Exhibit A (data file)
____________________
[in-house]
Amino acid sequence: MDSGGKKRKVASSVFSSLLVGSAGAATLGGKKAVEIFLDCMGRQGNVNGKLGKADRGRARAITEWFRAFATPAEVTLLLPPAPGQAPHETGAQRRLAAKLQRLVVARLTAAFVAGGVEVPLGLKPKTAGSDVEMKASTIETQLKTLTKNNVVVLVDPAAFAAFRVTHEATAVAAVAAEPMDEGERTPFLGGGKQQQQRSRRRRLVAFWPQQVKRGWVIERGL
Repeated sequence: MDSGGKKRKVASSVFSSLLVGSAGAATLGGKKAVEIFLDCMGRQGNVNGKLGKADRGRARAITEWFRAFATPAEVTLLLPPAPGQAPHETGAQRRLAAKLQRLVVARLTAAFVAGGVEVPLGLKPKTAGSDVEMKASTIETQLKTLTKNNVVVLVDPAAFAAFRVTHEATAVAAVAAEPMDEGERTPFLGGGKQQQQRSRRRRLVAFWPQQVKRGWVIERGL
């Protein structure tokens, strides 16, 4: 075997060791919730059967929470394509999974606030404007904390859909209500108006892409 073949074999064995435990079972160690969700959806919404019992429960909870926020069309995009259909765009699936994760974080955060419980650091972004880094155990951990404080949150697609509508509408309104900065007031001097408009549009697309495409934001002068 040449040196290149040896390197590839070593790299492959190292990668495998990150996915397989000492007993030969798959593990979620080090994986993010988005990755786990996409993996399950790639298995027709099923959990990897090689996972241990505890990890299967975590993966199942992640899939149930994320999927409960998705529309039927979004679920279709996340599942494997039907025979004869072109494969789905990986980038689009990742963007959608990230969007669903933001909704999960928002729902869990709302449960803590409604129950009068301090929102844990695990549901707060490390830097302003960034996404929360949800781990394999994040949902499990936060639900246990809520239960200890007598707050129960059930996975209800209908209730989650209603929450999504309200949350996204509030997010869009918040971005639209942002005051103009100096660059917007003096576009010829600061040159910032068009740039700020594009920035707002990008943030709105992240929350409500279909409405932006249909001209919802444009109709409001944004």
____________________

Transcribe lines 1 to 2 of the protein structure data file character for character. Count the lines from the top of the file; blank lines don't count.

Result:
[in-house]
Amino acid sequence: MDSGGKKRKVASSVFSSLLVGSAGAATLGGKKAVEIFLDCMGRQGNVNGKLGKADRGRARAITEWFRAFATPAEVTLLLPPAPGQAPHETGAQRRLAAKLQRLVVARLTAAFVAGGVEVPLGLKPKTAGSDVEMKASTIETQLKTLTKNNVVVLVDPAAFAAFRVTHEATAVAAVAAEPMDEGERTPFLGGGKQQQQRSRRRRLVAFWPQQVKRGWVIERGL